Clean energy industries weigh in on EPA CO2 proposal
Today the U.S. Environmental Protection Agency unveiled its first-ever effort to tackle carbon dioxide pollution from existing power plants, and thus limit the power sector’s contribution to global climate change. American wind power, along with our peers in the clean energy industry, is prepared to help achieve the nation’s low-carbon goals while keeping electricity affordable and reliable for all Americans.
These proven clean technologies will continue to drive economic development across the country, spurring job growth, attracting private investment, and revitalizing communities.
Through innovation that has led to dramatic decreases in cost, clean energy has flourished. Wind energy has driven up to $25 billion in private investment in a single year. The energy cost of solar panels has dropped as far as 60 percent. Biomass continues to make large strides, and waste-to-energy facilities have contributed over $5 billion to the U.S. economy.
Renewable energy sources continue to drive down costs and experience record levels of growth. Wind power supplied over 5 percent of U.S. electricity consumption in 2013, as solar, biomass, and waste-to-energy all gave stellar performances. Each of these pioneering industries offered their own take on today’s rule proposal:
“Reducing carbon pollution by deploying renewable energy will keep electricity affordable and reliable, create jobs, and support local economic development. Renewable energy technologies have become integral and reliable parts of the U.S. electricity supply. Meeting these regulations is very doable, and the U.S.-made renewable energy industries are ready to so affordably,” said Tom Kiernan, CEO of the American Wind Energy Association.
“Wind, solar and other renewable, carbon-free energy sources are already helping states reduce their harmful carbon emissions – and there’s a lot more we can do,” said Rhone Resch, President and CEO of SEIA. “Today, there is a wide range of cost-effective options that states can consider to create a balanced energy portfolio and satisfy new requirements under Section 111 (d). These clean energy options can help regulators customize their approach in order to meet the particular circumstances and needs of their state. We look forward to working with them in the future.”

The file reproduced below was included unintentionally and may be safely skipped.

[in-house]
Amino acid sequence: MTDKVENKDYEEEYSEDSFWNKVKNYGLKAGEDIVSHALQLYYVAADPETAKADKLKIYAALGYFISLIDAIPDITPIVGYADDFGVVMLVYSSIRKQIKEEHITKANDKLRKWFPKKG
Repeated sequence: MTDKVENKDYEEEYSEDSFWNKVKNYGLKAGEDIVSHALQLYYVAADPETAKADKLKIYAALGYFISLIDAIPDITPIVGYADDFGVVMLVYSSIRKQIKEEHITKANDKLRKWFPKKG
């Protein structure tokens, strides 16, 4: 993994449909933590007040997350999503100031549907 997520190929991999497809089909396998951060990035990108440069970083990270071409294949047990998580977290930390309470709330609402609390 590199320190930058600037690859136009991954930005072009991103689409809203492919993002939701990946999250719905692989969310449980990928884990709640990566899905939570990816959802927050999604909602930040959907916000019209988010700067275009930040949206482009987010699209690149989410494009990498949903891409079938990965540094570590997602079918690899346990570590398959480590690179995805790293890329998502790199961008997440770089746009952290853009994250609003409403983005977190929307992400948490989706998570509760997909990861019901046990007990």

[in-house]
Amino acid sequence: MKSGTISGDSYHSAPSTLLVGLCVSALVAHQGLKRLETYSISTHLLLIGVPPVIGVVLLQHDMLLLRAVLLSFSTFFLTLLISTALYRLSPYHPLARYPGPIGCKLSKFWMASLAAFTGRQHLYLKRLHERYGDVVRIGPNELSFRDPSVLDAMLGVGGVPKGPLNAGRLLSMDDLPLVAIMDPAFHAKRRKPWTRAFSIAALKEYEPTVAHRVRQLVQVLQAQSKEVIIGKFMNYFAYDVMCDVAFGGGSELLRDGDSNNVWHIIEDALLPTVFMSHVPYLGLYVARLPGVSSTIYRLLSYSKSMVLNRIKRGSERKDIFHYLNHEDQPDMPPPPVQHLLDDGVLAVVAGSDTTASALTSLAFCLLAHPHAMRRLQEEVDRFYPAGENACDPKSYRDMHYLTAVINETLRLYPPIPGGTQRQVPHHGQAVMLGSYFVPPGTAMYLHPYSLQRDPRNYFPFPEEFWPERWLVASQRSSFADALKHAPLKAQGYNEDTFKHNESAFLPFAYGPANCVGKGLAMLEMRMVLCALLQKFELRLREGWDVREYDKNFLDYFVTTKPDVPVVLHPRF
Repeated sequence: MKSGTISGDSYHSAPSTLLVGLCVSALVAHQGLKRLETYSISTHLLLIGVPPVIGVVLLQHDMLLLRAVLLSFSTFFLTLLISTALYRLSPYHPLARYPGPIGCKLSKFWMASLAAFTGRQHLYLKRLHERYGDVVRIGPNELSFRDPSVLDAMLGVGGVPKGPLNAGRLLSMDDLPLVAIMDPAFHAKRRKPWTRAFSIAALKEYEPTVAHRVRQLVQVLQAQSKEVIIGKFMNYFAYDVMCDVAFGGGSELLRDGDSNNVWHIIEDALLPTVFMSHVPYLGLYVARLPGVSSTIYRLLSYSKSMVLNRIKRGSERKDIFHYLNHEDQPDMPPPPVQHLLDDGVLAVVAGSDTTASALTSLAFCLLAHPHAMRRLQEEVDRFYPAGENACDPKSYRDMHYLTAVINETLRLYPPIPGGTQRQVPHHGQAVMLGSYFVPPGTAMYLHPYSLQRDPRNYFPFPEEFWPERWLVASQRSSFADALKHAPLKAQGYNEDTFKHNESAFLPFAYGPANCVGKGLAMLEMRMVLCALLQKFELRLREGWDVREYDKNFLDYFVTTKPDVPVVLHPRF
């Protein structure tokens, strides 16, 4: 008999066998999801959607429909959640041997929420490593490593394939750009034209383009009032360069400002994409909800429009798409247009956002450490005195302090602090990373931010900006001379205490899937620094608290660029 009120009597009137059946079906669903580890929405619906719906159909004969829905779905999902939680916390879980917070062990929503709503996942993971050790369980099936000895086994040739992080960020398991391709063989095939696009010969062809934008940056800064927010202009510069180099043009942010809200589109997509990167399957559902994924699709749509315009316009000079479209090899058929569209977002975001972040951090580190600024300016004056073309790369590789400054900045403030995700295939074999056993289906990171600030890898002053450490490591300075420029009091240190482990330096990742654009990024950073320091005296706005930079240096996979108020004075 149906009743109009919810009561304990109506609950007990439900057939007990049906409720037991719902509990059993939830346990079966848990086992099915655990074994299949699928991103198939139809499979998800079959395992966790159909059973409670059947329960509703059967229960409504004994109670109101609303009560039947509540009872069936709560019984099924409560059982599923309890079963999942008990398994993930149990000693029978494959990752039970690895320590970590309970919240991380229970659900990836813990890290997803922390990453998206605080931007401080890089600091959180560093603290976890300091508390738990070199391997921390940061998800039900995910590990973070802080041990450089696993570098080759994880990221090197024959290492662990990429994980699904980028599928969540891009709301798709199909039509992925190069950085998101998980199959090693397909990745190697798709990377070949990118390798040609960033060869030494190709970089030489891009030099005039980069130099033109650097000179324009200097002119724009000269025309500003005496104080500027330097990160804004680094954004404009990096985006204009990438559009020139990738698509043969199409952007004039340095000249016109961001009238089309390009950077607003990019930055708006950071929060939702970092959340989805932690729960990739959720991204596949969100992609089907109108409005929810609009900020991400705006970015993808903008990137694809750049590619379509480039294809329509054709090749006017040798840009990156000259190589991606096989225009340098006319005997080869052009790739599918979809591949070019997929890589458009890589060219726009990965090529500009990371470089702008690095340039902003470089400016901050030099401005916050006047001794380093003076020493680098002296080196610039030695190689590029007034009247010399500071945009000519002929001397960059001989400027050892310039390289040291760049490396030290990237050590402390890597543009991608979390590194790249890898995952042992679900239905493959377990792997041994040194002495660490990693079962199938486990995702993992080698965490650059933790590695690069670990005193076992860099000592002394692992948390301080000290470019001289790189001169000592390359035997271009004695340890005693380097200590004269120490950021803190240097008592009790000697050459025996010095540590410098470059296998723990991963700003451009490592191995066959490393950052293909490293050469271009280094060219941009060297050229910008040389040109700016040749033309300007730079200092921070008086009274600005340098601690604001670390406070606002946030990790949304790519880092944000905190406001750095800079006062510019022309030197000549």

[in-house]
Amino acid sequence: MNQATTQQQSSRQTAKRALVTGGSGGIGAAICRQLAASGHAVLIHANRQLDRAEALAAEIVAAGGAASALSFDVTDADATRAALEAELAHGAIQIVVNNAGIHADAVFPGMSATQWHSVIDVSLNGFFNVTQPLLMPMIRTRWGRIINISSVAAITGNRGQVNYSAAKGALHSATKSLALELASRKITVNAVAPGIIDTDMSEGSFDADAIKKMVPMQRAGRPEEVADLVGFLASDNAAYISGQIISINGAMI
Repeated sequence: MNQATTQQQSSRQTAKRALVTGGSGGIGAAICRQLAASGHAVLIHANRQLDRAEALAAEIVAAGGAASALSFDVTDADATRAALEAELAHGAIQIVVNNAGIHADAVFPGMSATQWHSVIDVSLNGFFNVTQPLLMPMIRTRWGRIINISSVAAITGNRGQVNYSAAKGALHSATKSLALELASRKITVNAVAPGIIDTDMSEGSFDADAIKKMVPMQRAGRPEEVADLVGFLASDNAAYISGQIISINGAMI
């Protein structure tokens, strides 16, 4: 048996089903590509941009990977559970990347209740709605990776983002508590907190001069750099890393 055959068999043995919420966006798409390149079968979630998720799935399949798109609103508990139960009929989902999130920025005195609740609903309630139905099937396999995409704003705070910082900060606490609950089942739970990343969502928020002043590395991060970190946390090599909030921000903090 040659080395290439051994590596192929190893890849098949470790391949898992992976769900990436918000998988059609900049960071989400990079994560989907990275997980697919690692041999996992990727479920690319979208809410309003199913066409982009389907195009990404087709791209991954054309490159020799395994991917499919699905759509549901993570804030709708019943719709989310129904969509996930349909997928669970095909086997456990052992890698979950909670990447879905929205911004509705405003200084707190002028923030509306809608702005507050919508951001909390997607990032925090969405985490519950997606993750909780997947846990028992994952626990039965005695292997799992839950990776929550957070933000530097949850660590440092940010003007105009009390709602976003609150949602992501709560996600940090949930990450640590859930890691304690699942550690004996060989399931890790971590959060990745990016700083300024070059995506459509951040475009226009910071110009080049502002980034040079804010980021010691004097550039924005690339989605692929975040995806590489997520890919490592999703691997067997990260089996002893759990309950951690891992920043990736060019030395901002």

“The Energy Recovery Council applauds the Obama Administration on today’s announcement to reduce greenhouse gas emissions from existing power plants,” said Ted Michaels, President of the Energy Recovery Council. “ERC believes that renewable technologies, such as waste-to-energy, will help give states a variety options and strategies to meet its objectives. Waste-to-energy is a critical greenhouse gas mitigation tool relied on by the European Union to achieve GHG reductions, and with significant potential for further deployment in the U.S. According to the U.S. EPA, every ton of municipal solid waste processed at a waste-to-energy facility reduces lifecycle GHG emissions by one ton of carbon dioxide equivalents.”
“Biomass Power Association commends the Obama Administration for its strong commitment to reducing carbon emissions from existing power plants,” said Bob Cleaves, President and CEO of the Biomass Power Association. “This is an exciting time for renewable energy, especially the biomass industry. The National Climate Assessment released by the White House in May noted the potential for bioenergy to displace up to 30 percent of the nation’s current U.S. petroleum consumption, while improving forest health. As a reliable baseload power source that generates electricity around the clock, biomass is practical and adaptable – an excellent alternative or accompaniment to fossil fuels. Support for biomass is also support for rural economies; many of the jobs generated by biomass facilities are in the heavily forested, sparsely populated areas that need jobs the most.”
To learn more on how renewable technologies are reducing carbon emissions, please visit:
- AWEA’s “The Clean Air Benefits of Wind Energy”
- SEIA’s “Cutting Carbon Emissions Under 111d: the case for expanding solar energy in America”
- Center for American Progress, Matt Kasper: “Energy from Waste can Help Curb Greenhouse Gas Emissions”
- Biomass Power Association statement on National Climate Assessment Report, May 2014